Jacobstow (Cornish language: Lannjago) is a parish and village located east of the A39 and approximately seven miles (11 km) south of Bude. The name Jacobstow originates from Saxon times and derives from St James (Latin Jacobus) and Stow (meaning holy place). The parish is on high ground, is entirely rural in character and is bounded to the northwest by Poundstock parish, to the east by Week St Mary parish, to the west by St Gennys parish, and to the south by Warbstow parish. The southwest boundary of the parish follows the River Ottery for approximately two miles.
As well as the many outlying farms, the three main residential areas that have developed in the parish are Jacobstow village (which includes the church, school and Parish Hall), Wainhouse Corner (which has a Public House, shop, garage and filling station) and Canworthy Water.
The current population of Jacobstow (494 persons, 2011 census) is not too different from that recorded over 200 years ago (432 persons, 1801 census) although there was a high of 638 persons in 1831 and a low of 305 persons in 1981. In recent years (and in common with most other areas of Cornwall) Jacobstow has benefited or suffered (depending on your point of view) from an influx of people arriving from elsewhere in the UK. Apart from some very small housing estates, the amount of additional housing that has been built for this increase is mainly of the “infill” variety.
St James Church
Jacobstow Parish Church is dedicated to St James and there is evidence of a former Saxon church on the same site. The present church is of the 15th century with a nave and chancel and north and south aisles. The three-stage battlemented granite tower houses a ring of six bells and is the second highest in Cornwall. The font is Norman of the Altarnun type and the altar is an Elizabethan communion table. An ancient altar stone is in the south aisle chapel. This was the main altar stone up to about 1550 in the reign of Edward VI when the Church of England was becoming more Protestant and an act required that all altar stones should be removed. This one then became a footbridge over the nearby stream but it was found and moved back to the churchyard as a seat in the 1800s and subsequently installed in the south aisle chapel in 1972. The nails that form the cross on the base of the altar are 15th century and were saved from roof restoration work in 1970.
The six church bells were cast locally in 1769 in the grounds of the old Jacobstow Rectory and of these the tenor bell alone weighs 6cwt 26lbs. The bells were refurbished in 1970 and the ropes (which are 65ft long) were replaced around 1986.
St James Well is one of the lesser known of the Holy Wells in Cornwall and stands in a hollow at the head of a stream that runs past Jacobstow Parish Church. The well itself is a small square stone chamber that is located about 1/3 mile NW of the church near the A39 and conservation/restoration works were undertaken in July 2002. It is believed to be one of the ancient sites adopted by pilgrims on the road from Ireland & Wales to the shrine of St. James of Compostella in Northern Spain.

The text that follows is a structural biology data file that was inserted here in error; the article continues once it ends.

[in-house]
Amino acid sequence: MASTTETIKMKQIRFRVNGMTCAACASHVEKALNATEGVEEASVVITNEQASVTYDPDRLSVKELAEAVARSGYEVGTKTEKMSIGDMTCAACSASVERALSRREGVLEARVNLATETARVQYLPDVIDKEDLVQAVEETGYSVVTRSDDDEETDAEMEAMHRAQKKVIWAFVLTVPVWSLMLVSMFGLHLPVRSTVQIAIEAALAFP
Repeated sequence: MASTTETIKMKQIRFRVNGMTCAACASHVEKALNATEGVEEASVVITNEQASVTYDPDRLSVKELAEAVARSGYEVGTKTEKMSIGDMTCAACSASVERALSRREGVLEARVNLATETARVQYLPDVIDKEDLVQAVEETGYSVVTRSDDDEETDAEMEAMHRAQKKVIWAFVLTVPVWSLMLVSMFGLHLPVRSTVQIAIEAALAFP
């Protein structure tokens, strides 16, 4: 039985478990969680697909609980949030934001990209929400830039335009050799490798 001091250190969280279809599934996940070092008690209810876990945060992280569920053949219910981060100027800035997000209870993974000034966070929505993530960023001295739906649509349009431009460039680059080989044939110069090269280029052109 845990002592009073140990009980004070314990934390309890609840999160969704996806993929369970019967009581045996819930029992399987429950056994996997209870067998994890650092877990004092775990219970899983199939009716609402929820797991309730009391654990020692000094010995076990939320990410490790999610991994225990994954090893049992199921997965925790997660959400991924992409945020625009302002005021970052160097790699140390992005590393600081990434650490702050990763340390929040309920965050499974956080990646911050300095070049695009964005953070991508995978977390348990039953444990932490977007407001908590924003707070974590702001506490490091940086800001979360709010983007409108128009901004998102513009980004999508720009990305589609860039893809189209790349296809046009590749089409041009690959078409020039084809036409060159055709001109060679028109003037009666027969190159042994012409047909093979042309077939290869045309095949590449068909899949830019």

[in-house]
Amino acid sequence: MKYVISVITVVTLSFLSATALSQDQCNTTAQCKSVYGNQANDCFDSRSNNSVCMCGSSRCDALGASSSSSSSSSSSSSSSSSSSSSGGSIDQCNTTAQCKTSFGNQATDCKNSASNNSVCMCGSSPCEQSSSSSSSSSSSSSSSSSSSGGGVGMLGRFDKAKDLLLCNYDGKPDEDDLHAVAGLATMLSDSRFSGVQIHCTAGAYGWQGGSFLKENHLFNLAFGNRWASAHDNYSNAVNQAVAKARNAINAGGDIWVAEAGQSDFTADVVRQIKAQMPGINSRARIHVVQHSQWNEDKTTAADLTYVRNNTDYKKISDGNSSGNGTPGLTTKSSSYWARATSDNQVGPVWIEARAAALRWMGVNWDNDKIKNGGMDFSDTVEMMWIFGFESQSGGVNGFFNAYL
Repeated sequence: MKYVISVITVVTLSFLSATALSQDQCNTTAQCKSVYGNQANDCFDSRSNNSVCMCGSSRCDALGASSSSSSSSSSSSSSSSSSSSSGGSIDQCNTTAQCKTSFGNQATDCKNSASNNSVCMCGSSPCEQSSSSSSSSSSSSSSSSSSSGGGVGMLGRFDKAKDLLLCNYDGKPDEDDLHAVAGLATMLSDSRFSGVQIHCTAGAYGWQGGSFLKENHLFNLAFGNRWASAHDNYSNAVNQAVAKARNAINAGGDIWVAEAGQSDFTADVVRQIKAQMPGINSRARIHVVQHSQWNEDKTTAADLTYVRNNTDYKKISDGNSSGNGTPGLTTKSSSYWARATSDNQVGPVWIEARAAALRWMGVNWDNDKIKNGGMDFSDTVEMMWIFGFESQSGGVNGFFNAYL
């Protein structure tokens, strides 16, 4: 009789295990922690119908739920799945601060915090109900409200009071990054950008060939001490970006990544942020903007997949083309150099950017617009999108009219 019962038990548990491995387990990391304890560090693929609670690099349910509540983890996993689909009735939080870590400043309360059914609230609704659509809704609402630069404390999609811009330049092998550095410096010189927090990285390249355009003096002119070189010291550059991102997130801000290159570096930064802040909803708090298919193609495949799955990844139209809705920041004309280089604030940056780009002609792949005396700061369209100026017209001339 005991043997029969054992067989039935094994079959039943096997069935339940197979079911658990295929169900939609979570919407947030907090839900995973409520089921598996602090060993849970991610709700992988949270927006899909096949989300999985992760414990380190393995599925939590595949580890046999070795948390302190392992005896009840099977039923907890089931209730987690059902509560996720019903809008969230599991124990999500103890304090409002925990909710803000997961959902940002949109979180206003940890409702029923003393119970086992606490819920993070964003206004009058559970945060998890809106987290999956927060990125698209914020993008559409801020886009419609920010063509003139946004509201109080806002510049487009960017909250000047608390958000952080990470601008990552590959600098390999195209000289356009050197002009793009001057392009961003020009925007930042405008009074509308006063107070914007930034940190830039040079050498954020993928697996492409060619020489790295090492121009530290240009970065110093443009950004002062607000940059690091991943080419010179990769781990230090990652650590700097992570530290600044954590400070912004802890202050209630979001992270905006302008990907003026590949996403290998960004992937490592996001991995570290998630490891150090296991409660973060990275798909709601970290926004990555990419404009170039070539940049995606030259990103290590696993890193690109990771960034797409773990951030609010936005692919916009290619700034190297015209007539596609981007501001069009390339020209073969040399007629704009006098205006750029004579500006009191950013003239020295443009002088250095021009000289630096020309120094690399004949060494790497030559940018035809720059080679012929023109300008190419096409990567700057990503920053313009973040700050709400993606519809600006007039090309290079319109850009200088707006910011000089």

The school in Jacobstow village has an interesting history in the way that it has developed and the following description gives some idea of the many changes that have occurred.
The 1870 Education Act stated that attendance at school was to be compulsory and to achieve this the schools would need to be “properly and efficiently” administered. To fully comply with this aim work commenced on the school building around 1877 - but this was not the first time that reference was made to a school in Jacobstow. An old school room was mentioned in the Vestry Book in December 1836 and the old school (now the Parish Hall) was known to be in use in 1868. Before that a Curate’s report in 1745 stated that “there was no school of any kind in the village” but later (in 1818) a Select Committee reported that there was “an indifferent school of 10-24 pupils”. Mention is also made of the old ‘Dame School’ at Pear Tree Cottage (near to the church) but very little additional information is available about this.
Although the 1877 school (now a private residence) catered extremely well for the local population it did not have the capacity for the additional evacuees that arrived during WW2 and once again, the Parish Hall was pressed into service as an additional classroom.
In 1971 the decision was made to build a new school (the current building) which would not only provide education for pupils from Jacobstow but also those from three other parishes (Week St Mary, Poundstock and St Gennys) as a result of their schools being closed down.
Today the nearest shops for residents of Jacobstow are at Wainhouse Corner where everyday essentials can be obtained. However, in earlier days there was a shop at Lower Kents on the road between Ferrets Cross and the Parish Hall. The sign above the door shows that essentials for day-to-day living could also be bought then as well!
Probably the oldest part of the current Jacobstow Parish is Penhallym (in the north of the parish) as this is mentioned (as Penhalun) in the Domesday Book. Within this vicinity was a 13th century moated manor house (Penhallam Manor House) built by Andrew de Cardinham. Moated manor houses are found mainly in central and eastern England, but are rare in the south-west so Penhallam is therefore particularly unusual.
Having been abandoned in the 14th century, its full medieval ground plan has survived unaltered by later building work but all that remains now are low, grass-covered ruins. Further details can be obtained from English Heritage who administer this site.